How the media's hidden biases feed the right-wing agenda

How the media's hidden biases feed the right-wing agenda

While conservatives constantly complain that the mainstream media is deeply biased against their views — often (though not always) when reporters simply report basic facts — they fail to recognize the many ways that supposedly "unbiased" reporting often covertly adopts or assumes fundamental right-wing premises.

A key example of this phenomenon drew criticism Friday when Rep. Alexandria Ocasio-Cortez (D-NY) attracted attention for proposing that top tax rates be raised to 60 or 70 percent on the highest income brackets in a "60 Minutes" interview with Anderson Cooper.

Cooper said that she was talking about was a "radial agenda compared to the way politics is done right now" — and Ocasio-Cortez was happy to accept the label of "radical."

But as she had also noted,  top tax rates in the United States were in the range she discussed — or higher — in the decades that many people, even and especially conservatives, nostalgically remember as a period of exceptional economic growth. It's not clear why returning to these rates should be considered "radical."

It is clear, though, that planting the idea that such a move would be "radical" — rather than a perfectly sensible idea if one that one that would infuriate the wealthy donor class — plays into the hands of the right wing.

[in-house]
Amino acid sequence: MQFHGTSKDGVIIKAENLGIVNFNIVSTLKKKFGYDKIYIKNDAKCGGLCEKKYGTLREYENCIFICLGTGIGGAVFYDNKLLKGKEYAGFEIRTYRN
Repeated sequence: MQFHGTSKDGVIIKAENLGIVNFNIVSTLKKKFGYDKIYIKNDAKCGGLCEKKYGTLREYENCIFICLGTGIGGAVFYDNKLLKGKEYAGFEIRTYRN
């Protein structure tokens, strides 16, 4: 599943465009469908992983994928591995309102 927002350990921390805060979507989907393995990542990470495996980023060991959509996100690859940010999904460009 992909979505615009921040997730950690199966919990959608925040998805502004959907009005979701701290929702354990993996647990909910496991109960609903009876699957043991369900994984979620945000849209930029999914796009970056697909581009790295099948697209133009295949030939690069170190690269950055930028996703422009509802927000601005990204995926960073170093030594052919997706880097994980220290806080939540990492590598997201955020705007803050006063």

Writing for New York Magazine, Eric Levitz pointed out that another reporter, Josh Kraushaar of the National Journal had what seemed to be a paradigmatic response among mainstream political commentators. "[Calling] for a 70% tax rate on the nation's most-watched news show a whole lot more politically damaging for" Democrats, he argued, than another congresswoman's boisterous call for Trump's impeachment.

But, Levitz pointed out, super high taxes on the wealthy are actually not particularly unpopular. He continued:

And yet, the fact that Susan Collins voted to sharply cut taxes on the rich in 2017 has not led nonpartisan news outlets to describe her as a far-right extremist. In fact, just yesterday, the New York Times referred to her as one of the Senate’s “most moderate members.” (Which is enough to make one wonder whether the overrepresentation of the affluent among national reporters — and the extremely rich, among owners of national media companies — might bias our political discourse in the upper class’s favor.)

All this said, it is conceivable that Kraushaar is correct; advocating for a 70 percent top tax rate could plausibly have political downsides for Democrats. But when journalists respond to Ocasio-Cortez’s proposal by declaring it self-evidently extreme and unpopular — instead of explaining who would be affected by the policy, and what effects economists believe it would have — they are creating such downsides, not neutrally reporting on them.

There are other examples of this phenomenon in which the media often adopts right-wing talking points without acknowledging that it is doing so. Pundits and reporters alike frequently assume for instance, that lowering the budget deficit is always a worthy goal, even when there are good arguments to believe otherwise. By accepting the basic premise, the supposedly neutral reporting can lend more credibility to the conservative ideological desire for slashing government spending than it deserves.

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